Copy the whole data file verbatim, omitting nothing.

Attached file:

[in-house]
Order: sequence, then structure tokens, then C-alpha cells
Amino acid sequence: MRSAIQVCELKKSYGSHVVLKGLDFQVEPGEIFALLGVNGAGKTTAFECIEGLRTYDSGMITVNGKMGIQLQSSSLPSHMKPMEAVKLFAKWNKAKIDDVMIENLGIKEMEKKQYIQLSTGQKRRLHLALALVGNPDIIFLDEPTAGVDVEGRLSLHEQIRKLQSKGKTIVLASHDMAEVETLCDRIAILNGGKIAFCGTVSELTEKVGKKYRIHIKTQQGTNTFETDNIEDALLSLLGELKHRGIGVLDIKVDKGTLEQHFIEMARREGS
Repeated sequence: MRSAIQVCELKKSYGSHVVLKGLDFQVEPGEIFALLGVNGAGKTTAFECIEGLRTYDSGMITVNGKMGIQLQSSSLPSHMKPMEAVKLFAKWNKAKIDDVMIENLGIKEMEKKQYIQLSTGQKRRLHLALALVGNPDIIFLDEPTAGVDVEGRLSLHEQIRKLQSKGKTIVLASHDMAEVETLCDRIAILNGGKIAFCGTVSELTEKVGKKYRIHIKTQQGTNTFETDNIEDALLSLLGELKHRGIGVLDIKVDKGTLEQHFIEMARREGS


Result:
[in-house]
Order: sequence, then structure tokens, then C-alpha cells
Amino acid sequence: MRSAIQVCELKKSYGSHVVLKGLDFQVEPGEIFALLGVNGAGKTTAFECIEGLRTYDSGMITVNGKMGIQLQSSSLPSHMKPMEAVKLFAKWNKAKIDDVMIENLGIKEMEKKQYIQLSTGQKRRLHLALALVGNPDIIFLDEPTAGVDVEGRLSLHEQIRKLQSKGKTIVLASHDMAEVETLCDRIAILNGGKIAFCGTVSELTEKVGKKYRIHIKTQQGTNTFETDNIEDALLSLLGELKHRGIGVLDIKVDKGTLEQHFIEMARREGS
Repeated sequence: MRSAIQVCELKKSYGSHVVLKGLDFQVEPGEIFALLGVNGAGKTTAFECIEGLRTYDSGMITVNGKMGIQLQSSSLPSHMKPMEAVKLFAKWNKAKIDDVMIENLGIKEMEKKQYIQLSTGQKRRLHLALALVGNPDIIFLDEPTAGVDVEGRLSLHEQIRKLQSKGKTIVLASHDMAEVETLCDRIAILNGGKIAFCGTVSELTEKVGKKYRIHIKTQQGTNTFETDNIEDALLSLLGELKHRGIGVLDIKVDKGTLEQHFIEMARREGS